There’s so much to think about.
We look out at the garden in winter and feel a funny sort of ache – and it’s not just a pining for our sleeping plants, or to get out there and back to our beloved work, it’s also because pretty much all there is to see at this time of year are all the things we’ve yet to realise.
A garden in winter looks like 100% potential. Potential is an invitation to dream! And for those of us of a compulsive nature… there’s a lot to think about…
When I talk about this garden as a challenge, I do not use the term flippantly. There are no small projects here. We are on the edge of wilderness, the wild plants here are old and tenacious. Introduced plants quickly turn feral if you’re not careful. Everything is always hanging on the cusp of going wild, so if you don’t mind your plant choices very carefully, the garden will rise up and eat you. So every season looks rather like nobody ever bothered…
And on the flip side of that is what I’m going to share with you now: the areas I have barely even started on. The places which will look at their absolute worst. I put myself up as a kind of cautionary tale of what might happen when your gardening ideas run up against nature at its most… argumentative.
What can only be described as a thicket of Buddleja and Snowberry. I regard both these wonderful plants with the greatest respect – the bees and other bugs love them, the birds make nests in the snowberry’s twisted boughs, and in the brown mirage of dullest winter, those pink-white froths of berries make all the difference, and they’re a staple Christmas table decoration. But this particular part is so old and overgrown that the centre of the thicket is in fact quite dead.
This was such a mess last Summer!!
It stands in by far the sunniest patch of the garden, growing fatter and fatter, and taking over precious space.
So, alas, it must be tamed. It’s not going completely, but in its space I want the new vegetable patch, and fruit trees. The sun gets so hot in this little trap that last year I couldn’t work out there in daylight hours. It sounds ridiculous, but it’s quite true.
So my plotting here is first a thorough clearing (I have done this before, and the roots of these two plants are, to put it mildly, tenacious. It’s not quite horseradish scale, but I’d say it took a good three years of re-sprouting each season for me to finally clear the whole lot). I will try to take the healthy stands and replant elsewhere since they make such a wonderful screen, and we are be-neighboured on many sides.
I’m also in the lovely work of plotting a new vegetable and fruit garden for when this plot is cleared.
The Awkward square: this is a rather special patch of the garden. It used to look like this:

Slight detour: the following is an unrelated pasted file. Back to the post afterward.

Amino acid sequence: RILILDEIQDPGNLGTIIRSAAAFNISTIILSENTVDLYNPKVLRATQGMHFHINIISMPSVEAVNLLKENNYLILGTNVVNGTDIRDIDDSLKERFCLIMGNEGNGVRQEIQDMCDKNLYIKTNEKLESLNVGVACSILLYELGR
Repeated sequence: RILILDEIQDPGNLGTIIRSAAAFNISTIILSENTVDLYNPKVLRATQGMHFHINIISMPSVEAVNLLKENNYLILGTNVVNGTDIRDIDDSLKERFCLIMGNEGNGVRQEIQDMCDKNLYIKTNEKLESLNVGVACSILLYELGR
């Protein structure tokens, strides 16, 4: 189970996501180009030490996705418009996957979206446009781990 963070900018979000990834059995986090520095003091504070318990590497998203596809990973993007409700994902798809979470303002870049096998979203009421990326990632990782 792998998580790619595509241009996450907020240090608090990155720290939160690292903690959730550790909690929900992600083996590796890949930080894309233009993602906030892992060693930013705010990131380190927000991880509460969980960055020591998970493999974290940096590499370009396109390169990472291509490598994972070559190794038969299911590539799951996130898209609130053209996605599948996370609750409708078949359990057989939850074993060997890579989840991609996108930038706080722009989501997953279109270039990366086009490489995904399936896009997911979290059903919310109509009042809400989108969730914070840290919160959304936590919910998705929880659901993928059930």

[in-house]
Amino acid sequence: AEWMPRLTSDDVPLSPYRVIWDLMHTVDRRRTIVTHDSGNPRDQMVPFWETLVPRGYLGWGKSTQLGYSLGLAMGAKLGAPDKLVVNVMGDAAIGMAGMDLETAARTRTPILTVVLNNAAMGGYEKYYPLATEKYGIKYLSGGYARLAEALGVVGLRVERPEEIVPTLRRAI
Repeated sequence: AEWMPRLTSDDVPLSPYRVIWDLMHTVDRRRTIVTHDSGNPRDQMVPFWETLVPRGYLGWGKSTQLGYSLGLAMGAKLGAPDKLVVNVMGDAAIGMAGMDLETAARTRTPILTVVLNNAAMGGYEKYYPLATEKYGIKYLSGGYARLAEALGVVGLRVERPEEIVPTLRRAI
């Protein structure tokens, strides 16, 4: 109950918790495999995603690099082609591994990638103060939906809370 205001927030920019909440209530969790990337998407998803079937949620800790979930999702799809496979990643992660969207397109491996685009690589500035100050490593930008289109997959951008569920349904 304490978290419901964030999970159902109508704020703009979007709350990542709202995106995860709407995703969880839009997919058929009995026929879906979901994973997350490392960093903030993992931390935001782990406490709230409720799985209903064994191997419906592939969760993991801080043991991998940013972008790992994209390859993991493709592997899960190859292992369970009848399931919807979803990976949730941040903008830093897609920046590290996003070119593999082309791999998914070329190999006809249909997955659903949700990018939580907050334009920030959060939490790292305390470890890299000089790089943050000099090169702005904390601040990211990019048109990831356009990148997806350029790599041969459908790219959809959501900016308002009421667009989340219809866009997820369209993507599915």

That’s honeysuckle, brambles, a bay tree, a damson tree, all left to wilderness – to the frogs and toads and birds. But it blocked out the light.
This was more than a gardening job, I might write about it one day.
But for now, I’ll tell you the basics. From the kitchen window, you can now see out. The damson trees are still formidable, the bay tree still stands, I cut a path last autumn – rediscovering a winding, lovely old crazy-paving path that was laid by a family friend back when I was a child, who isn’t with us anymore and is deeply missed, now it leads down to a bedraggled bed, and viewed under the arch of the tree’s boughs, framed by its tilting trunk, it makes a nice window view – but none of it’s yet working harmoniously.
I planted daffodil bulbs around the tree’s base, and some plants like foxglove and giant allium under the window so their purple heads will hopeful bob up just into sight, and I’ve rescued the honeysuckle to train, and have other scented climbers in incubation, as it were. But my main ambition for this awkward sunken square is something a little tricky…
Yes, moss. This will either be a stunning success or an unmitigated disaster, but the vision I’m toying with images of spring bulbs, native wildflowers, summer perennials, scented climbers and a wild moss ground cover. I’ve no idea if it will work because this little square suffers from both flooding AND drought, depending on the season. But I’m going to try…
The compost suite. I can’t even talk about this, It’s been talked about for so long. All the problems in this plot of land have to do with letting nature do as it may, and trying not to be destructive, but the gardener in me is not actually a passive custodian of wild things, because the gardener wants to make things and shape things too. This clay land can be unforgiving, but it can also be an embarrassment of riches, but you must have organic matter, and you must have it on constant supply if you want to make a clay patch work for you. I’m hearing a lot about a no-dig strategy, but I wonder how much money is then spent on top soil or the equivalent, because here, that cost is by far the biggest cost in the garden.
So. Big plans.
The gardener’s retreat.